'Breaking Bad' finally makes good with best drama Emmy

By Mary Milliken

LOS ANGELES (Reuters) - Television drama "Breaking Bad" won the top Primetime Emmy award for the first time on Sunday, just as the gritty tale of a chemistry teacher turned meth cook and drug kingpin winds down to widespread acclaim.

Although it won best drama series for its fifth season, AMC's "Breaking Bad" has just one episode left to air next Sunday in its sixth and final season. Its creators credited a changing television world of binge-watching, video on demand, online streaming and social media buzz for its success Sunday.

"I don't think our show would have even lasted beyond season two if it wasn't for video on demand, and also the Internet component of it where folks get to chat," "Breaking Bad" creator Vince Gilligan said backstage. "It really has held us in good stand. It's a bold new era."

If the best drama nod vindicated the gritty power of basic cable, the best comedy series award honored the slick production values of the broadcast networks. ABC's "Modern Family," a highly stylized show about unconventional families, won the top comedy award for the fourth consecutive year.

The Emmys are handed out by the Academy of Television Arts and Sciences and in a nod to the changing times, host Neil Patrick Harris made much of the latest trends in television viewing. He opened the ceremony enclosed in a room, binge-watching on multiple screens to catch up on every episode.

"Right now, I am watching an episode of 'American Horror Story: Asylum' on my contact lens," Harris joked with the audience at the Nokia Theatre in Los Angeles.

The newest player in the television industry, online streaming company Netflix Inc, failed to score wins in best drama and best acting categories for its political thriller "House of Cards." But it took home an award for directing and was a topic of conversation backstage as competitors lauded its ability to break ground on original programming for online streaming.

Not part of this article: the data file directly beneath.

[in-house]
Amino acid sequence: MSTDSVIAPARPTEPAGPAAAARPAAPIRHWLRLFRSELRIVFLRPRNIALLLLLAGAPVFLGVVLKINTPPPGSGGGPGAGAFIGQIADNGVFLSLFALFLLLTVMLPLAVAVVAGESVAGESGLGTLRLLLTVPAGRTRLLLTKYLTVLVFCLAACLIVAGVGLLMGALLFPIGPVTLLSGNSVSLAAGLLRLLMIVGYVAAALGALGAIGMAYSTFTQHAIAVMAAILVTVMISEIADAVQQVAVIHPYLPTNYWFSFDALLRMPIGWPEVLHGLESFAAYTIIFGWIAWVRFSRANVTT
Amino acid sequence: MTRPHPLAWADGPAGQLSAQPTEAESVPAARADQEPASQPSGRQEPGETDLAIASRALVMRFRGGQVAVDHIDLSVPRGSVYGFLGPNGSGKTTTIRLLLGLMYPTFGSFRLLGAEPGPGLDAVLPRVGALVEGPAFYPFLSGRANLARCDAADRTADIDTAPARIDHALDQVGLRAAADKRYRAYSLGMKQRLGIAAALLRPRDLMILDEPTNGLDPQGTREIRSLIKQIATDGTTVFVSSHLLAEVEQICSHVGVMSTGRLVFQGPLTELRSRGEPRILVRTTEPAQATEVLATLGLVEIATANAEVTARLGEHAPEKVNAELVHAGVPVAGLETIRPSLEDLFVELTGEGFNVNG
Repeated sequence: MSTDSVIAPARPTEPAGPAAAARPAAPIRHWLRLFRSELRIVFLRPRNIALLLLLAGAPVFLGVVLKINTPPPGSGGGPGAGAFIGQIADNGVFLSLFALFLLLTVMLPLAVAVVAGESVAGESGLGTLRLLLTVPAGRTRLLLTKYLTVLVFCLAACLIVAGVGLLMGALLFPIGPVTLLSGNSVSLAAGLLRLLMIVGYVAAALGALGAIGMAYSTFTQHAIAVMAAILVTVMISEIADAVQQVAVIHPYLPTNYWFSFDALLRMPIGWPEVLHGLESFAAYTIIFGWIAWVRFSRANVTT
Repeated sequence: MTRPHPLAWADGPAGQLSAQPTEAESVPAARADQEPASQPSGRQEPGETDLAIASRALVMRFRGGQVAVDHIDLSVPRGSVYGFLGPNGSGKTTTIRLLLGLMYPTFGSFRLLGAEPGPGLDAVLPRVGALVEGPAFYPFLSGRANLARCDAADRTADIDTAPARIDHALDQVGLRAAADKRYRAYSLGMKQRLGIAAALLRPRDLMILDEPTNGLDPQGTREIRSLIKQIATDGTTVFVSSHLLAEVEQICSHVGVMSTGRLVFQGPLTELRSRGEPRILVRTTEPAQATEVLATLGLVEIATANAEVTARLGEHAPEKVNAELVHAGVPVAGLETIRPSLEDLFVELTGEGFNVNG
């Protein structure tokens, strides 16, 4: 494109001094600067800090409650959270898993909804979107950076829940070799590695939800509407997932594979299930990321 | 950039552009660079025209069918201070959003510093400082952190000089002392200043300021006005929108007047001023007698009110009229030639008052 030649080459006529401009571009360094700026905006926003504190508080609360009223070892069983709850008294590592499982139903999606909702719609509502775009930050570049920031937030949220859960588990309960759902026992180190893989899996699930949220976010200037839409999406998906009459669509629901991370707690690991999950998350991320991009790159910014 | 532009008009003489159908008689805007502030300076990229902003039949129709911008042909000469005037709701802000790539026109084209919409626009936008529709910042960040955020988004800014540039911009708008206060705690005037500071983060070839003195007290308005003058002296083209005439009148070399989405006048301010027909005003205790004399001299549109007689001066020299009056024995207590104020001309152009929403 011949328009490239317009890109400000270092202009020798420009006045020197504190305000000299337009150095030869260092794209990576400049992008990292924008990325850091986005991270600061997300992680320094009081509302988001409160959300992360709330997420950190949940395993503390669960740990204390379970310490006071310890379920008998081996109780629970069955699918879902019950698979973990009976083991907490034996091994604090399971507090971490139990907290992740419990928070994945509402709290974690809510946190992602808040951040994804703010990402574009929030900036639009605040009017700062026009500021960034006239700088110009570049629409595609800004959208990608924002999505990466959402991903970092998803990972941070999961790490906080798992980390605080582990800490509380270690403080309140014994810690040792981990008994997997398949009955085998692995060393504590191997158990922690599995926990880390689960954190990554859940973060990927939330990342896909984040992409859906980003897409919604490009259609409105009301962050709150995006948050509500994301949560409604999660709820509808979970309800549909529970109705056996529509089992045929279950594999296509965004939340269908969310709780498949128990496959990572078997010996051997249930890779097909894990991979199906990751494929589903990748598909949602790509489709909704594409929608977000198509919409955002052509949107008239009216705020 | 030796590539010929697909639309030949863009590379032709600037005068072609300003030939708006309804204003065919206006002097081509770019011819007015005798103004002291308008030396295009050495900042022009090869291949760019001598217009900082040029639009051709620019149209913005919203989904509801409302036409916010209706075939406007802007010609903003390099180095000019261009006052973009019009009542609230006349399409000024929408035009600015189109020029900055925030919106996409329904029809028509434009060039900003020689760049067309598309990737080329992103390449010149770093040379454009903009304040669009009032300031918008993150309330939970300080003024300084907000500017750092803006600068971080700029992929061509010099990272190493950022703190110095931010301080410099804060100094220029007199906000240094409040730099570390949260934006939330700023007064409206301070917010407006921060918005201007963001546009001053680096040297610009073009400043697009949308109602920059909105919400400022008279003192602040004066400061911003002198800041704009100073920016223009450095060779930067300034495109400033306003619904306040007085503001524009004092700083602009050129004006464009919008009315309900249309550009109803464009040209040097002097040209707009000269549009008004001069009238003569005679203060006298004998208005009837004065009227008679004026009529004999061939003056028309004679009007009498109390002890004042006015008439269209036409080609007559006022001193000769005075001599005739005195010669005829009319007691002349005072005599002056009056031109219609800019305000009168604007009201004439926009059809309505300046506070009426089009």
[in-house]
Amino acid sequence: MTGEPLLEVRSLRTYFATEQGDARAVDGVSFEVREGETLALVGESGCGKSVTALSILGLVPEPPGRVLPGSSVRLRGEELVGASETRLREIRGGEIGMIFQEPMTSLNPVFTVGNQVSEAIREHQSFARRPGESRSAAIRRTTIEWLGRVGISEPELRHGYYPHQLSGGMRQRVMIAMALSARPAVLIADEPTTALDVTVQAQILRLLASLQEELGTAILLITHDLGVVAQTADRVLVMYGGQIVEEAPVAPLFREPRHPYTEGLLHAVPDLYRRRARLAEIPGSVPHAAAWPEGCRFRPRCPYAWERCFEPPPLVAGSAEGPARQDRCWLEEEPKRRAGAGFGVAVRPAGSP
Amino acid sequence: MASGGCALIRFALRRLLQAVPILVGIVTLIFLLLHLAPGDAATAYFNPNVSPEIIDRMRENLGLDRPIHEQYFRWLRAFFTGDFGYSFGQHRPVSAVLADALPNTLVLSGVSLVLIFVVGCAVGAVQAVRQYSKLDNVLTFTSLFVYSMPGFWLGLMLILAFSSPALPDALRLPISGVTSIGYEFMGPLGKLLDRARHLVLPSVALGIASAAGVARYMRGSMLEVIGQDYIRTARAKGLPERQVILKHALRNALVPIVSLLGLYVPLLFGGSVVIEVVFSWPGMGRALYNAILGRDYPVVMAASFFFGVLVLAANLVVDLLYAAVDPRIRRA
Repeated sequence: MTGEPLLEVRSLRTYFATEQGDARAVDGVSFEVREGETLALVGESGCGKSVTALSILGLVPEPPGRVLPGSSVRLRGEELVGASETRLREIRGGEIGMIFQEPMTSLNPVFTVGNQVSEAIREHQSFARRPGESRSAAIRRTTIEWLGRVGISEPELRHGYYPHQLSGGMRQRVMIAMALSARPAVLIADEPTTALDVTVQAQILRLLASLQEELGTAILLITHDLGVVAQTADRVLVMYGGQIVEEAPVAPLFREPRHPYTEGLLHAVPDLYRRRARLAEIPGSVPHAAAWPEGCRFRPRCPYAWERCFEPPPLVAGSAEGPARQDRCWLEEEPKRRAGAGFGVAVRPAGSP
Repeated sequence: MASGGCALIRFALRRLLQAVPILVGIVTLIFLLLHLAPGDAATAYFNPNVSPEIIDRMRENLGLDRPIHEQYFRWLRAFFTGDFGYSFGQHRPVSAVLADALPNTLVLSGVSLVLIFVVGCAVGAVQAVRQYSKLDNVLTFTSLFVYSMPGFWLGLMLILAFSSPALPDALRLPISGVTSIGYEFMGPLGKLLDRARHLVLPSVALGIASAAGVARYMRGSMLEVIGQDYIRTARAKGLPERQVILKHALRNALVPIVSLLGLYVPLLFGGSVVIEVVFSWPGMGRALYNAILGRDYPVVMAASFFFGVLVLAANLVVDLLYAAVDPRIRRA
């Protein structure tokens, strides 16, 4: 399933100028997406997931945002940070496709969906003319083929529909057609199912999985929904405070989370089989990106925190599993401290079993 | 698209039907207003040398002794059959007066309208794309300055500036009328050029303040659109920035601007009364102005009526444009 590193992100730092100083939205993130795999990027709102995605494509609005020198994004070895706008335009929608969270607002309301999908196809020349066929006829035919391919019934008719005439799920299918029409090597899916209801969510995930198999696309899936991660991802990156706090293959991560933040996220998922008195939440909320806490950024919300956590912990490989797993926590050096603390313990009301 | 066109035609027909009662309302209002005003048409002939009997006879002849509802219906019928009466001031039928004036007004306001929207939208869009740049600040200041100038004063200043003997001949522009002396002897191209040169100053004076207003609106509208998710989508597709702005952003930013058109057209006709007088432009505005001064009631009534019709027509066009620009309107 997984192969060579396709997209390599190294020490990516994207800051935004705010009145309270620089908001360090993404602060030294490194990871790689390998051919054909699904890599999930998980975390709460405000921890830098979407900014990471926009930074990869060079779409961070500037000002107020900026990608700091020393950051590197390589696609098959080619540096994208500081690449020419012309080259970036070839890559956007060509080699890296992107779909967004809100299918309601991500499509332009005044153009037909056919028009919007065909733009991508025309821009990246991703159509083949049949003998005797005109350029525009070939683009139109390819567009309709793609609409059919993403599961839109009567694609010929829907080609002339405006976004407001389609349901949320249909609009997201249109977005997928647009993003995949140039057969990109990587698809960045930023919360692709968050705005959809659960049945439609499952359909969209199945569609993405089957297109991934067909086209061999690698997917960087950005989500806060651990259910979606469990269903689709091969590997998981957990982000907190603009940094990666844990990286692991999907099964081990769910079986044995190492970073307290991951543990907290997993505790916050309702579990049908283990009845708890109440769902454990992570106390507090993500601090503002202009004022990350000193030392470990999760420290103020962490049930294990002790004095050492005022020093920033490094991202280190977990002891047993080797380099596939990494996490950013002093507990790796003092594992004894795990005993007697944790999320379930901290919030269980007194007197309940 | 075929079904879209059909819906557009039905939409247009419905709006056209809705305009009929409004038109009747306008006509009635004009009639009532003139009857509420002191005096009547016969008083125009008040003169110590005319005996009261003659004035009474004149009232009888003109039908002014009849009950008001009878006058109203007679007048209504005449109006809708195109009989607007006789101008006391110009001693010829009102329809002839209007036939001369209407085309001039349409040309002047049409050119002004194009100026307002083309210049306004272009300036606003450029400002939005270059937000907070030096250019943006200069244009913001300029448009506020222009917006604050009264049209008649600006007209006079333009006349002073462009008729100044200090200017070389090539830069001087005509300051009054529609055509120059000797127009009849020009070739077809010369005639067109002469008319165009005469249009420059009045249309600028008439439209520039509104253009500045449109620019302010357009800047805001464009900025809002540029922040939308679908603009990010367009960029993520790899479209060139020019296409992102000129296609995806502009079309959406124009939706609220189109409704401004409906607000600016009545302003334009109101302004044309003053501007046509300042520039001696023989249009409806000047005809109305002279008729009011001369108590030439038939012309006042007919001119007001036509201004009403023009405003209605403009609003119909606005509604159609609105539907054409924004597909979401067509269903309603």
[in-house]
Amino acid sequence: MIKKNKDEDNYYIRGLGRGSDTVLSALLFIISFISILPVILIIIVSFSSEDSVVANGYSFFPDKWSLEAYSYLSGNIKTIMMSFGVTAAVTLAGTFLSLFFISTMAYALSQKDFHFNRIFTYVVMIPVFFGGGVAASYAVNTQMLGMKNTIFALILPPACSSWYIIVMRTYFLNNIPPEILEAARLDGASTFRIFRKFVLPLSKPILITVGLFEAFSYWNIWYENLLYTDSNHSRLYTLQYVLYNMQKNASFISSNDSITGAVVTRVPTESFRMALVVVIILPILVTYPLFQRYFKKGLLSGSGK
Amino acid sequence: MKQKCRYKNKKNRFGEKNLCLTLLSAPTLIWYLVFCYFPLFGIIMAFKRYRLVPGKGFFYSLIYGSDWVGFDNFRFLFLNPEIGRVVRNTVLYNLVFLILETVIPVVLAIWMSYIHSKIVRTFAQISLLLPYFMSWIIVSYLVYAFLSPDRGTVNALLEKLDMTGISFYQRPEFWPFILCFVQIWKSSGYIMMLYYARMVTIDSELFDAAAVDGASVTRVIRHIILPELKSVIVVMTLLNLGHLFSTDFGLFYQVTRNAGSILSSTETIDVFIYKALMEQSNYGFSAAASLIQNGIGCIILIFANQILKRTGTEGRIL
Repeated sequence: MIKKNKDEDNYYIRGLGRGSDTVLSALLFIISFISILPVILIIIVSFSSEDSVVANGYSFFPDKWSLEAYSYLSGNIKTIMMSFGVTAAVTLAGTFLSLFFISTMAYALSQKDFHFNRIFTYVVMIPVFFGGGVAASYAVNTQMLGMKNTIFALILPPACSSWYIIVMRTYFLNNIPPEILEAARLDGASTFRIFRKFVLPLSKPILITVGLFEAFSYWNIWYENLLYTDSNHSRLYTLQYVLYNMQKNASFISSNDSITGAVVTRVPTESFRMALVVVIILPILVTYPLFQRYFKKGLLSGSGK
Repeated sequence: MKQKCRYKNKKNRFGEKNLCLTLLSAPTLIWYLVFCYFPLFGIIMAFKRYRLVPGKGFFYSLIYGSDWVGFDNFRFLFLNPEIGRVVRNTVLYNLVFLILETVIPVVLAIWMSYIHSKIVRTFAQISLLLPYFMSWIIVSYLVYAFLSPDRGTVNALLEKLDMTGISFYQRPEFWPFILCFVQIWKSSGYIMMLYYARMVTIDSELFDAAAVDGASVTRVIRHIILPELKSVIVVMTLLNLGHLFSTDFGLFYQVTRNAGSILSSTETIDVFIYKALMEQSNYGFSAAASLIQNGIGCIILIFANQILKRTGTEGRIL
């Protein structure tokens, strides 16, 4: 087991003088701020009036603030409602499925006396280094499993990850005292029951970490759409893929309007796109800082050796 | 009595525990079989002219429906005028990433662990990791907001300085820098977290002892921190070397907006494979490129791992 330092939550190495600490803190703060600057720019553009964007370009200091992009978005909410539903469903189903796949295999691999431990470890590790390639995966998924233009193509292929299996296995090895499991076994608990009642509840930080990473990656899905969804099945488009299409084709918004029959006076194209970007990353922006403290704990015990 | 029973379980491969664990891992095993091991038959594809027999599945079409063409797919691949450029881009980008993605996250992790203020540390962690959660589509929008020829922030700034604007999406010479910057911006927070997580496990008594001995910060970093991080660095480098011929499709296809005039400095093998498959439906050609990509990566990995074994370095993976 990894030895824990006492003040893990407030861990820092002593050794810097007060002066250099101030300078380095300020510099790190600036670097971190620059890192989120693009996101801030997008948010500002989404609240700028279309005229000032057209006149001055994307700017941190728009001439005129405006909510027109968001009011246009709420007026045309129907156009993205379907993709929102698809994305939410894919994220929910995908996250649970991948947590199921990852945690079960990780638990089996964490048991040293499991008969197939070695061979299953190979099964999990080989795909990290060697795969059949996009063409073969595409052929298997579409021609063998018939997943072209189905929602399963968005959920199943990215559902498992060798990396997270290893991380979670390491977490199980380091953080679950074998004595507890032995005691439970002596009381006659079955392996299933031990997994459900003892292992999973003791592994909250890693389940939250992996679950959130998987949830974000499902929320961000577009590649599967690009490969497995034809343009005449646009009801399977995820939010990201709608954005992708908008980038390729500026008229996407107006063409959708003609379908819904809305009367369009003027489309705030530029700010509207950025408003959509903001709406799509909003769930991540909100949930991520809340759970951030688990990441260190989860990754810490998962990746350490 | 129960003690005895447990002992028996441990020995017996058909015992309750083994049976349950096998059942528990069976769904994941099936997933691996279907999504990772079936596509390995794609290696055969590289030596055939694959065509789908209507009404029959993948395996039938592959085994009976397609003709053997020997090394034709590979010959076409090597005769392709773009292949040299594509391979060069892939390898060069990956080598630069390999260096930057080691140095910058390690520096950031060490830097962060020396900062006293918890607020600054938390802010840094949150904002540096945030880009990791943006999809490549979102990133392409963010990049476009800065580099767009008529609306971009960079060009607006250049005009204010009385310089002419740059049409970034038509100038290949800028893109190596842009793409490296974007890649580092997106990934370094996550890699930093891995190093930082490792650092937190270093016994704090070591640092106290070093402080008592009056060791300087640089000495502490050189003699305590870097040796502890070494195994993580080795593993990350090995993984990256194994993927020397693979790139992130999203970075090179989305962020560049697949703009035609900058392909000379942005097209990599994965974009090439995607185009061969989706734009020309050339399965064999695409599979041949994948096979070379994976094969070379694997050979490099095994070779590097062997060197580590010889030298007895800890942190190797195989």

Premium cable veteran HBO, which led the field with 108 of the more than 500 nominations, proved its staying power in the increasingly competitive television industry, where basic cable and Netflix have challenged its high-quality production.

Jeff Daniels, who plays a jaded anchorman in HBO's "The Newsroom," scored an upset win for the best actor in a drama, while Claire Danes clinched her second consecutive best drama actress Emmy for her role as a bipolar CIA agent in "Homeland."

Daniels beat front-runner Bryan Cranston, who was looking for this fourth best actor Emmy in his role as unlikely drug kingpin Walt White in "Breaking Bad," and Kevin Spacey, who made waves as a cutthroat congressman in "House of Cards."

"I didn't expect this," Daniels said. "I usually don't win anything. The last thing I won was for 'The Squid and the Whale,' best actor over 50 from the AARP. With all due respect to the AARP, this is better."

Danes proved to be the only repeat winner in the major categories for Showtime's domestic terror thriller "Homeland," which won the trifecta of best drama series and best actor and actress for drama last year for its freshman season.

Its third season begins next Sunday after a second season that critics said fell short of the high notes in its first year.

BINGE-WATCHING 'BREAKING BAD'

HBO also won the best miniseries/movie category with its slick Liberace program "Behind the Candelabra." Veteran actor Michael Douglas won best actor in that category for his portrayal of the pianist, besting his co-star Matt Damon, who played his young lover.

"You deserve half of this," Douglas told Damon. "Do you want the bottom or the top?"

The lead comedy acting awards were less of a surprise than the drama category.

Julia Louis-Dreyfus won the best comedy actress Emmy for the second year in a row for her role as hapless U.S. Vice President Selina Meyer on HBO's "Veep."

Jim Parsons picked up his third lead comedy actor win for his role as the nerdy and neurotic Sheldon Cooper on CBS' "The Big Bang Theory."

Some of the notable losers of the night were "American Horror Story: Asylum," the miniseries that led the field with 17 nominations but only picked up two awards, and HBO's medieval fantasy "Game of Thrones," which received 16 nominations overall and won two technical awards.

"Breaking Bad" had 10 nominations overall and won three awards. Good timing and a surge in binge-watching seemed to be on its side.

AMC split the final season of "Breaking Bad" in two. It enjoyed a surge in ratings and a crescendo of critical and social media buzz perfectly timed to when Emmy voters were casting their ballots.

The first six episodes of the eight-episode ending to Walter White's saga, released weekly starting in August, averaged 5.2 million viewers, more than double last year's audience, according to AMC.

Netflix is credited with helping boost viewership for "Breaking Bad," giving audiences a chance to binge-watch earlier episodes to quickly catch up - something that Gilligan recognized backstage.

"I think Netflix kept us on the air," he said.

(Additional reporting by Piya Sinha-Roy and Lisa Richwine; Editing by Stacey Joyce)

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